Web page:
What’s more, China’s bond markets have suffered three consecutive months of outflows, equating to $45bn, and about $4.9bn has left China in terms of equity in stocks since March 2022. Essentially, continuing with a zero-Covid policy means that foreign direct investment into China will slow and the state coffers will be severely stretched.
Ukraine is worsening risk perceptions too
Zero-Covid doesn’t tell the whole story, however. Since the end of the Cold War, geopolitics has played a less significant role in investment decisions regarding China, generally speaking. While it always remained important, it rarely took centre stage. Russia’s invasion of Ukraine has changed that.
The reality is that Taiwan and Ukraine are different but certainly not incomparable, and decision makers in the upper echelons of the Communist Party have never hidden their goals and intentions with regards to Taiwan.
A Chinese invasion of Taiwan is unlikely to come soon since Russia’s experiences in Ukraine show the high costs of such aggression, with more than 1,000 companies withdrawing from Russia (to varying degrees), not to mention the stranglehold of sanctions. This has not stopped companies pondering whether they will have to disentangle from China one day.
Reflecting this shift in risk assessment is the fact that Russia’s invasion of Ukraine has now added geopolitics to the list of priorities for businesses, according to the recent 2022 Edelman Trust Barometer Special Report: The Geopolitical Business – conducted in 14 countries with 14,000 respondents. Just under six in ten respondents now say geopolitics is a business priority for them.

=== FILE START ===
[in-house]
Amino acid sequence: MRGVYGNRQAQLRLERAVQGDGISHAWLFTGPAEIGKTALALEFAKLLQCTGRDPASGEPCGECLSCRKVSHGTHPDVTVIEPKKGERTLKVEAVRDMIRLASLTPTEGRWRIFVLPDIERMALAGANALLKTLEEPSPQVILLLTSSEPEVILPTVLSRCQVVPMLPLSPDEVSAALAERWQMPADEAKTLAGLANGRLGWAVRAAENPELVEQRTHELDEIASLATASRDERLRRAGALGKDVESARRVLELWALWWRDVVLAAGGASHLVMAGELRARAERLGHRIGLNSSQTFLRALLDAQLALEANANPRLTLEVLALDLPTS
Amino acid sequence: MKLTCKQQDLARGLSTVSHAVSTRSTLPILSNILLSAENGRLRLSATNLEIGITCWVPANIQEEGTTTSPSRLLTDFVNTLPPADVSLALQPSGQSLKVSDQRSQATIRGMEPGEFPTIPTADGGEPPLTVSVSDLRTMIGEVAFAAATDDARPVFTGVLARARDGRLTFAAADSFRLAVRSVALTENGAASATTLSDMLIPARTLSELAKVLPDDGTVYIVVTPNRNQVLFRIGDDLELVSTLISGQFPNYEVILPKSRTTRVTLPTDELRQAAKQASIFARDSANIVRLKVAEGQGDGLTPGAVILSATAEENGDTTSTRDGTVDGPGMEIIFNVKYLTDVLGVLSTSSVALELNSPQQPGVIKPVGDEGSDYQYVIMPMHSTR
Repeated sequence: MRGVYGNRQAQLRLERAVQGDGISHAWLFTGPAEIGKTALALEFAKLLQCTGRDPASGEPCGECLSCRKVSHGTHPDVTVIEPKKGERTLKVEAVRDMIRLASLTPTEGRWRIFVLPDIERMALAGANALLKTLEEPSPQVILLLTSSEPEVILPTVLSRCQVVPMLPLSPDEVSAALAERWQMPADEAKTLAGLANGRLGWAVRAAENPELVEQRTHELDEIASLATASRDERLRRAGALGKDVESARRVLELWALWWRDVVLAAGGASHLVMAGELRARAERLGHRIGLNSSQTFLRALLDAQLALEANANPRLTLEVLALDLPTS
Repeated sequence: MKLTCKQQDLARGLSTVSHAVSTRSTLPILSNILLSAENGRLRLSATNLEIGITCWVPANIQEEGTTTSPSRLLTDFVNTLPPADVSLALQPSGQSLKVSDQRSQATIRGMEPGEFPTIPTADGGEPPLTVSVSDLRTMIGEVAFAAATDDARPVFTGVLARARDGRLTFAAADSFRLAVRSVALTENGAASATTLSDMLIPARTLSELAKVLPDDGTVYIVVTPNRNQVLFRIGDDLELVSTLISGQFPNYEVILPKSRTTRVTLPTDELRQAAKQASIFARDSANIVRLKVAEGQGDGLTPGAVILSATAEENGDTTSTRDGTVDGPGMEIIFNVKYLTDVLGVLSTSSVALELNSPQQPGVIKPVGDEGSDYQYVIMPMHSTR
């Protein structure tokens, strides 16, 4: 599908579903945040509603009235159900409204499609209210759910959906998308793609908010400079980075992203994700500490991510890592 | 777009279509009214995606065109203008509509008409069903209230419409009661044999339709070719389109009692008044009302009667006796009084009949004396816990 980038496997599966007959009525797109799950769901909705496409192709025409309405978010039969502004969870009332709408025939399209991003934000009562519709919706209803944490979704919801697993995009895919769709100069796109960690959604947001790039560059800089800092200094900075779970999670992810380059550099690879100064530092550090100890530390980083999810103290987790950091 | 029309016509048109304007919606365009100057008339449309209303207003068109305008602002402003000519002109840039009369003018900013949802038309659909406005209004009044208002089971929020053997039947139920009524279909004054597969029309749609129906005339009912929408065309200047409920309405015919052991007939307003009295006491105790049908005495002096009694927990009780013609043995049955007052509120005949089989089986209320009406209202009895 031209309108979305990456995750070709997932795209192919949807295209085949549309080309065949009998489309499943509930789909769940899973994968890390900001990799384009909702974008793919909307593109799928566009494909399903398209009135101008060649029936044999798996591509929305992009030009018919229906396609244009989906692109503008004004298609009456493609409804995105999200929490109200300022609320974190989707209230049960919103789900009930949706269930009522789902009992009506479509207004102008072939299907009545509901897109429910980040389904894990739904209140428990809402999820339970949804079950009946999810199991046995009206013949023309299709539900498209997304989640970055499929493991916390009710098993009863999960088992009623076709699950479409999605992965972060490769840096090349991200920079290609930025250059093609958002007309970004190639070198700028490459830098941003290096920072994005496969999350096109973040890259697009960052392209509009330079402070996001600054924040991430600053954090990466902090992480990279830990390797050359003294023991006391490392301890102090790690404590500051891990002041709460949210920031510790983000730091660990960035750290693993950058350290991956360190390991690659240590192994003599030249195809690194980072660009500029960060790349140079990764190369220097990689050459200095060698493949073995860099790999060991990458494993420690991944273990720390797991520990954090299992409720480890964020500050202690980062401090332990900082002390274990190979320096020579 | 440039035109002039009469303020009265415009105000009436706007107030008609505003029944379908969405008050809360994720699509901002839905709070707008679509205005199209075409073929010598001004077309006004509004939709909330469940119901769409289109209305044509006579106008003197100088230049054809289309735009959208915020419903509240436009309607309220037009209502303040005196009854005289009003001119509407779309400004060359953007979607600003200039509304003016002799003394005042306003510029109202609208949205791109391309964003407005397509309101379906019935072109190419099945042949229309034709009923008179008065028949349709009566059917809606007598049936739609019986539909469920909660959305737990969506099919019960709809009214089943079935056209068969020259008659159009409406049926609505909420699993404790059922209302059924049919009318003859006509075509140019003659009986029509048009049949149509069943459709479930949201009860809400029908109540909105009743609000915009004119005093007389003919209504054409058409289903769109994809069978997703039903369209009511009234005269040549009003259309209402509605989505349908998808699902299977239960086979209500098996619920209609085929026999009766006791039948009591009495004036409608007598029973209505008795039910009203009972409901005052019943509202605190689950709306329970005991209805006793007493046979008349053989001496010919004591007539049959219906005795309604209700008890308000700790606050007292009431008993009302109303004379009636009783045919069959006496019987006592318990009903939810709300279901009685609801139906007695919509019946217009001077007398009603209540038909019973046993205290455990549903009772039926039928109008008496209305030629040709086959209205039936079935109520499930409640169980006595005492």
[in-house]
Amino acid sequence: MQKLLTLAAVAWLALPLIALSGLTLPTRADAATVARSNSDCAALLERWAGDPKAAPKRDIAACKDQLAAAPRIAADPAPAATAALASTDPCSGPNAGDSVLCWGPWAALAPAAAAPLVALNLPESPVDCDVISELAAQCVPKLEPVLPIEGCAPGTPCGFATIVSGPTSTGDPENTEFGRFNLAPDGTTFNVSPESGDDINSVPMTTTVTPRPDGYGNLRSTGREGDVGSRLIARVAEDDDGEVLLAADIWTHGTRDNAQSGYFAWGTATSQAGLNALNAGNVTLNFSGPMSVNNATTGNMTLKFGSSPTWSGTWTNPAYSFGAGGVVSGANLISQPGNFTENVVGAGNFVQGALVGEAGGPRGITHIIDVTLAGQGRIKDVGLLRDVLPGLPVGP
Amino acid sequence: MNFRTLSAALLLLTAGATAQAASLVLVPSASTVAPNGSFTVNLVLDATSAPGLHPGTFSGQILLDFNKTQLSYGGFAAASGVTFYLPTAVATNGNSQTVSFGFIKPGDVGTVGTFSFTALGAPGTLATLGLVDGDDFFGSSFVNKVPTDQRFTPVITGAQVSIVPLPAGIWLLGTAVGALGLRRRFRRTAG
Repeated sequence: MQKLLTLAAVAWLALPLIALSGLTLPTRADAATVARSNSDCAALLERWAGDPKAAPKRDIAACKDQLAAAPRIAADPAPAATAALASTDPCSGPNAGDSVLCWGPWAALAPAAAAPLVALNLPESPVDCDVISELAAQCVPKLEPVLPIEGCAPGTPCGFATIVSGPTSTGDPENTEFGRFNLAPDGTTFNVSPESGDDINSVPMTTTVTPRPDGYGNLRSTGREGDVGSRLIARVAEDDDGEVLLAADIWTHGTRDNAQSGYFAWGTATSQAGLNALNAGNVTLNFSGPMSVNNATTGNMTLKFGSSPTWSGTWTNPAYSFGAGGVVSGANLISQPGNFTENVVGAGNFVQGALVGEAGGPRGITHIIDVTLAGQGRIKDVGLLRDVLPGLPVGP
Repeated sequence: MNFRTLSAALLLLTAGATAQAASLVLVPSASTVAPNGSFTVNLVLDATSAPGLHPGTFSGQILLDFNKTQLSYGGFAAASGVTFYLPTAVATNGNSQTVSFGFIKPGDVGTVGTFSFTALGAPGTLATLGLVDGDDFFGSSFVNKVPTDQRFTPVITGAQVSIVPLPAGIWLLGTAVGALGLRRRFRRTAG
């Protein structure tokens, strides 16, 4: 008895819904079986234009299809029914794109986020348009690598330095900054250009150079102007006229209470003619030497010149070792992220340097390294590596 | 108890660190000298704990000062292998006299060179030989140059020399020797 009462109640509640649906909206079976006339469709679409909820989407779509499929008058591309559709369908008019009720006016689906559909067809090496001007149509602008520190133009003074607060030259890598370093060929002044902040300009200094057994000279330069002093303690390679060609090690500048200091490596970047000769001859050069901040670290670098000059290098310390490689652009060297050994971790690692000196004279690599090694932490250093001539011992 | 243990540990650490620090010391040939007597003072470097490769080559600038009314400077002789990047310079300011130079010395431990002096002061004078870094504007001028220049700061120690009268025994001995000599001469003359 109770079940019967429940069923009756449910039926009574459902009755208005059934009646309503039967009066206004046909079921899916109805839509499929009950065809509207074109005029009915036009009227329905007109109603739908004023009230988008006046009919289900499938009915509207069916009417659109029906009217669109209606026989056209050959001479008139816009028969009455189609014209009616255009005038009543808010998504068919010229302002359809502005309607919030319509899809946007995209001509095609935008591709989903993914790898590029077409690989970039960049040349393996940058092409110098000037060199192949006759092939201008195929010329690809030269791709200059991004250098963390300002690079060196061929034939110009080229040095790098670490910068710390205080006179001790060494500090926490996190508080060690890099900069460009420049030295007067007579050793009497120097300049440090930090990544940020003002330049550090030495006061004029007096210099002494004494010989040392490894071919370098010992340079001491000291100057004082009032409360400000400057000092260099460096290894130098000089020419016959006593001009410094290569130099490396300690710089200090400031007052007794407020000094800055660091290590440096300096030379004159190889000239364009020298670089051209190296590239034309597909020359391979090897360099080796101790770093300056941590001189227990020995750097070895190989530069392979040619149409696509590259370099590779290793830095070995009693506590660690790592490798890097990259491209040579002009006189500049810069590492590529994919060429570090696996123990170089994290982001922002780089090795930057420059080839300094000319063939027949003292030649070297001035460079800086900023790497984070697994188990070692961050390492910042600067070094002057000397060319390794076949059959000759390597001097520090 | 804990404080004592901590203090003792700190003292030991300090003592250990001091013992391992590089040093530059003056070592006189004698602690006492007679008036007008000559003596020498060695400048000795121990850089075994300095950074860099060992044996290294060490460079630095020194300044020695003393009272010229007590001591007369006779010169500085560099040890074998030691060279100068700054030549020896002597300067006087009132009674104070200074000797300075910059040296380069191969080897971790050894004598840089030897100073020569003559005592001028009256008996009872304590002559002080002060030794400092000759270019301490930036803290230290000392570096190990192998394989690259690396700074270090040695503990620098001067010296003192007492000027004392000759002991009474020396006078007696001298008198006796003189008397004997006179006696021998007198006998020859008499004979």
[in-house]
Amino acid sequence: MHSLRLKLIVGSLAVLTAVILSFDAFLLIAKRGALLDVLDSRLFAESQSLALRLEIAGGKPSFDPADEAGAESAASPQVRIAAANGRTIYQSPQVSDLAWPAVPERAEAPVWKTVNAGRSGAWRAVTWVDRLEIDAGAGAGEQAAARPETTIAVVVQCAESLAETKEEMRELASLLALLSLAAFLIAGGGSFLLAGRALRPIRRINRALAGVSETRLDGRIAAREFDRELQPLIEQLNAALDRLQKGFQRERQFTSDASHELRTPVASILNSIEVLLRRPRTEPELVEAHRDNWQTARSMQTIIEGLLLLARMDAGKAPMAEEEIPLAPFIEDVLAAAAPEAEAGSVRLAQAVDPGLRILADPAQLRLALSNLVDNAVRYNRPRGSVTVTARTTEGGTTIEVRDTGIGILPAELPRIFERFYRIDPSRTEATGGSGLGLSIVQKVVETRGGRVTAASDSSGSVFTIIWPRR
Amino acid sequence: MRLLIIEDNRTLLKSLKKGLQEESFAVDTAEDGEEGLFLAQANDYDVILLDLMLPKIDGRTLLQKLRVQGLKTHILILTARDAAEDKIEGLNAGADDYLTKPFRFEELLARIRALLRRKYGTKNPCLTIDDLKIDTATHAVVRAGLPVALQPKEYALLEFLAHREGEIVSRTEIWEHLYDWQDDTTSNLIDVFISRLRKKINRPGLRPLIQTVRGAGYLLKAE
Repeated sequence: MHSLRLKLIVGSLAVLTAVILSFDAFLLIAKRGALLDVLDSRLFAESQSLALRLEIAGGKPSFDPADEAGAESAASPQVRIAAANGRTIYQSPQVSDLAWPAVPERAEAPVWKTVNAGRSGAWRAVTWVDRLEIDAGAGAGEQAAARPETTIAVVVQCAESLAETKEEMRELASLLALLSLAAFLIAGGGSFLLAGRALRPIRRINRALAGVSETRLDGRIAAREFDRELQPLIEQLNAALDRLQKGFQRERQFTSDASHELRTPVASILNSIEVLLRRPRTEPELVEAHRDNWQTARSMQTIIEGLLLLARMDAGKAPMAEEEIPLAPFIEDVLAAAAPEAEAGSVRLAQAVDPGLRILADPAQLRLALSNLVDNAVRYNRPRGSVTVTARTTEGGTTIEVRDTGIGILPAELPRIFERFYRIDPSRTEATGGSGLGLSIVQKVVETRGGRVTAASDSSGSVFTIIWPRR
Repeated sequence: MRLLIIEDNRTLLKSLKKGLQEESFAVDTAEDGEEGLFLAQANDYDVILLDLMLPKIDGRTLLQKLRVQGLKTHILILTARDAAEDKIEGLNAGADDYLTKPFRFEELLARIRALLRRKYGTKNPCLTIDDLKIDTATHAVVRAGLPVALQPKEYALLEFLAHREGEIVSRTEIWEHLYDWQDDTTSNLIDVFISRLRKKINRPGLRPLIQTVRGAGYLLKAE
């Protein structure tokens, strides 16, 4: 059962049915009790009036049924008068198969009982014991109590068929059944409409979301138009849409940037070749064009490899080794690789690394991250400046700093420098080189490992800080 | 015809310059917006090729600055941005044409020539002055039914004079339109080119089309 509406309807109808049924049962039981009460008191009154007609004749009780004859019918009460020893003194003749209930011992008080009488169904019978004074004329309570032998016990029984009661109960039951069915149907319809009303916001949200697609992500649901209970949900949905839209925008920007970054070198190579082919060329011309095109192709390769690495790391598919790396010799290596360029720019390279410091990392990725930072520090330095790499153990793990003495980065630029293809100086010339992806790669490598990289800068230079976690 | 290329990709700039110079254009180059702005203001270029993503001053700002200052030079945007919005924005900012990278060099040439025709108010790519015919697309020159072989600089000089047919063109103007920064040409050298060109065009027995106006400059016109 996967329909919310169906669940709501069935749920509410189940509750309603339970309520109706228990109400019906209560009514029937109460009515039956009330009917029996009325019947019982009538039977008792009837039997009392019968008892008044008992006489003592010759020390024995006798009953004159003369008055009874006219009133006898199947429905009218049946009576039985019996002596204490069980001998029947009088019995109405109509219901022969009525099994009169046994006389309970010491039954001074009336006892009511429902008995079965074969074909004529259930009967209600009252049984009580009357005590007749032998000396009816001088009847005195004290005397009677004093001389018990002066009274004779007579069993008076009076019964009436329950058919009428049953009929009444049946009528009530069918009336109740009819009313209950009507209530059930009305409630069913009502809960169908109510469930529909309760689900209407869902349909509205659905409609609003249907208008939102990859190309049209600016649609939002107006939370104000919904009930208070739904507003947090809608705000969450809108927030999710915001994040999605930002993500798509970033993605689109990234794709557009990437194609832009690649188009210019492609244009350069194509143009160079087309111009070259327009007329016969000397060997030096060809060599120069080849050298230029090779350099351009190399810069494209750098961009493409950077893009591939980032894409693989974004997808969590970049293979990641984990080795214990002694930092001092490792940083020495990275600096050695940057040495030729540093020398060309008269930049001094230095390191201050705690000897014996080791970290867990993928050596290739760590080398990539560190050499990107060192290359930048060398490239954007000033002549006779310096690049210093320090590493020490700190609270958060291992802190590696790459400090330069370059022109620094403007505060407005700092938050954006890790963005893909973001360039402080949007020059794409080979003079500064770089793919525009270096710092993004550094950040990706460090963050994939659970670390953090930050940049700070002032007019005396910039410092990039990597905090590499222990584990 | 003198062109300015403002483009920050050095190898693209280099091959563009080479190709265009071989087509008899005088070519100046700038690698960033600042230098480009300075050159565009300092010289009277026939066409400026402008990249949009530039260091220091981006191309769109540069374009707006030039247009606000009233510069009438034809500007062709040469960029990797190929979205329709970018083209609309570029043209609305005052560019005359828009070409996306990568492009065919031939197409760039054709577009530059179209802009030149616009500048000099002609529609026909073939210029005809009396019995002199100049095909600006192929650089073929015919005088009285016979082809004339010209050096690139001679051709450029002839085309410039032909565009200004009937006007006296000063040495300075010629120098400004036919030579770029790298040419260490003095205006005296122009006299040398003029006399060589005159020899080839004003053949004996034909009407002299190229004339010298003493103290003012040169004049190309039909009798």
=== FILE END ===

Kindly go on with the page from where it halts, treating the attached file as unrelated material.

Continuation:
The war has created new expectations of business action in the geopolitical realm. In fact, nearly all of Edelman’s consumer respondents said that they expect corporations to act in response to an unprovoked invasion in countries where they do business, be it by applying political and economic pressure or publicly speaking out against the aggressor.
Meanwhile, nearly half of those responding to Edelman’s survey said they have bought or boycotted brands or companies based on their response to the invasion of Ukraine. Another key finding is that employees are significantly more loyal to an employer (79% versus 55%) and willing to recommend that employer (80% versus 54%) if the Ukraine response has met their expectations. In short, it pays for companies to leave Russia.
Bear in mind that the war on Ukraine comes on top of five years of Western trade wars with China, and then Covid-19, two seismic shifts that accelerated the ongoing move towards shorter and more regionalised supply chains in the form of nearshoring or ‘friendshoring’. Then there is China’s ongoing ethnic cleansing of its Muslim Ugyhur population in recent years, an atrocity whose geopolitical and business risk is heightened by the new corporate standards being set in response to Russia. It is now unavoidably true that the world is entering a new era in the relationship between democracies and non-democracies. Business as usual cannot go on, and this presents very serious conundrums for Western commerce with China.